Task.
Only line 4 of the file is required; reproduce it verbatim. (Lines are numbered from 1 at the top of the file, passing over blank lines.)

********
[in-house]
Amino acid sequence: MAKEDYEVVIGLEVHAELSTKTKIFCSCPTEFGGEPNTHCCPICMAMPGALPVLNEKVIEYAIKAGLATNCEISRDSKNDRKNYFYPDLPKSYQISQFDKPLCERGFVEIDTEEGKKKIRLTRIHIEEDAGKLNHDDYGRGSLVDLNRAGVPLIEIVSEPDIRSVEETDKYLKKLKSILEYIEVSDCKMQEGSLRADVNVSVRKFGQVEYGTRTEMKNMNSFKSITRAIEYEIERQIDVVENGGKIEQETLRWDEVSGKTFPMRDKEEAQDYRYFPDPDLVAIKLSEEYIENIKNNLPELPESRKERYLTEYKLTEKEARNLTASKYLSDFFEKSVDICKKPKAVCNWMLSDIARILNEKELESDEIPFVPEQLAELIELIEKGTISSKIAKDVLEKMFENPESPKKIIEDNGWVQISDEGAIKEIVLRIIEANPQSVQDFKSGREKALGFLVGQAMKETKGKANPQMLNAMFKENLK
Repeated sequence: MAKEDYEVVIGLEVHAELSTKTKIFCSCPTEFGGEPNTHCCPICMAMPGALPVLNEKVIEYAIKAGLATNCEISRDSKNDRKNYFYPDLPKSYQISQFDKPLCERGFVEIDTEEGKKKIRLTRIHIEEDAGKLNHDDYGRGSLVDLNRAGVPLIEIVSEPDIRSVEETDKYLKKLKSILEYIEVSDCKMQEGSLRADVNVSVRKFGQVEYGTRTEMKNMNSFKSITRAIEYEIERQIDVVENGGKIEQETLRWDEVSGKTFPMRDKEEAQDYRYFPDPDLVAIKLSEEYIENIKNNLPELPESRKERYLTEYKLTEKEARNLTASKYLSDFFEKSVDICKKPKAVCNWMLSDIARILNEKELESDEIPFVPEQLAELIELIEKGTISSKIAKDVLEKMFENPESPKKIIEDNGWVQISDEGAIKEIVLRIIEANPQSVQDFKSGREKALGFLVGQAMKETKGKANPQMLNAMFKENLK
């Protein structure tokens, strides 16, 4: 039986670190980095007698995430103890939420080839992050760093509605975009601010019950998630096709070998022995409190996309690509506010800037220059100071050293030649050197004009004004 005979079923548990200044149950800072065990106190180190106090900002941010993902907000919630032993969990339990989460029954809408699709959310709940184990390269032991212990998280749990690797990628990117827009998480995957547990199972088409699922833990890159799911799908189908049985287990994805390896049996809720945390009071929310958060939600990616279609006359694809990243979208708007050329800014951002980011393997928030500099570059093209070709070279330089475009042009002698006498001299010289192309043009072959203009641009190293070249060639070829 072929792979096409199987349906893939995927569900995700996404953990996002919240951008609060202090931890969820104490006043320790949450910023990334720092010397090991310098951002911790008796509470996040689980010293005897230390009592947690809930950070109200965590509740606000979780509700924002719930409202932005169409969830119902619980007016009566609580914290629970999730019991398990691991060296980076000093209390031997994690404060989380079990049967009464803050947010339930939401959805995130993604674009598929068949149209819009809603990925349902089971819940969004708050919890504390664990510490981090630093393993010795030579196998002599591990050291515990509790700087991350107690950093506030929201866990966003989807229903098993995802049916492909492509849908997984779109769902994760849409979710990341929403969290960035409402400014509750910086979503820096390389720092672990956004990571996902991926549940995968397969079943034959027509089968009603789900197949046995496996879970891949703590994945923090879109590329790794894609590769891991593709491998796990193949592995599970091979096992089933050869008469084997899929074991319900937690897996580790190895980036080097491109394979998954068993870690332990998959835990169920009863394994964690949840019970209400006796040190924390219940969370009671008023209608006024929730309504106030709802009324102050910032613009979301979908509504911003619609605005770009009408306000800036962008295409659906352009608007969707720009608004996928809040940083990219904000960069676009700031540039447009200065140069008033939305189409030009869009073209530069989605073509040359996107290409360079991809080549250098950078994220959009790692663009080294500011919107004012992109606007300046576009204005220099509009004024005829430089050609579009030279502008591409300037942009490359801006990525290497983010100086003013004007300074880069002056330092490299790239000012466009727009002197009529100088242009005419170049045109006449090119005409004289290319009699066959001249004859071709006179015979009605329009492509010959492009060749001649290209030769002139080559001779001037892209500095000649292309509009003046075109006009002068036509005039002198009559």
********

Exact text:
């Protein structure tokens, strides 16, 4: 039986670190980095007698995430103890939420080839992050760093509605975009601010019950998630096709070998022995409190996309690509506010800037220059100071050293030649050197004009004004 005979079923548990200044149950800072065990106190180190106090900002941010993902907000919630032993969990339990989460029954809408699709959310709940184990390269032991212990998280749990690797990628990117827009998480995957547990199972088409699922833990890159799911799908189908049985287990994805390896049996809720945390009071929310958060939600990616279609006359694809990243979208708007050329800014951002980011393997928030500099570059093209070709070279330089475009042009002698006498001299010289192309043009072959203009641009190293070249060639070829 072929792979096409199987349906893939995927569900995700996404953990996002919240951008609060202090931890969820104490006043320790949450910023990334720092010397090991310098951002911790008796509470996040689980010293005897230390009592947690809930950070109200965590509740606000979780509700924002719930409202932005169409969830119902619980007016009566609580914290629970999730019991398990691991060296980076000093209390031997994690404060989380079990049967009464803050947010339930939401959805995130993604674009598929068949149209819009809603990925349902089971819940969004708050919890504390664990510490981090630093393993010795030579196998002599591990050291515990509790700087991350107690950093506030929201866990966003989807229903098993995802049916492909492509849908997984779109769902994760849409979710990341929403969290960035409402400014509750910086979503820096390389720092672990956004990571996902991926549940995968397969079943034959027509089968009603789900197949046995496996879970891949703590994945923090879109590329790794894609590769891991593709491998796990193949592995599970091979096992089933050869008469084997899929074991319900937690897996580790190895980036080097491109394979998954068993870690332990998959835990169920009863394994964690949840019970209400006796040190924390219940969370009671008023209608006024929730309504106030709802009324102050910032613009979301979908509504911003619609605005770009009408306000800036962008295409659906352009608007969707720009608004996928809040940083990219904000960069676009700031540039447009200065140069008033939305189409030009869009073209530069989605073509040359996107290409360079991809080549250098950078994220959009790692663009080294500011919107004012992109606007300046576009204005220099509009004024005829430089050609579009030279502008591409300037942009490359801006990525290497983010100086003013004007300074880069002056330092490299790239000012466009727009002197009529100088242009005419170049045109006449090119005409004289290319009699066959001249004859071709006179015979009605329009492509010959492009060749001649290209030769002139080559001779001037892209500095000649292309509009003046075109006009002068036509005039002198009559």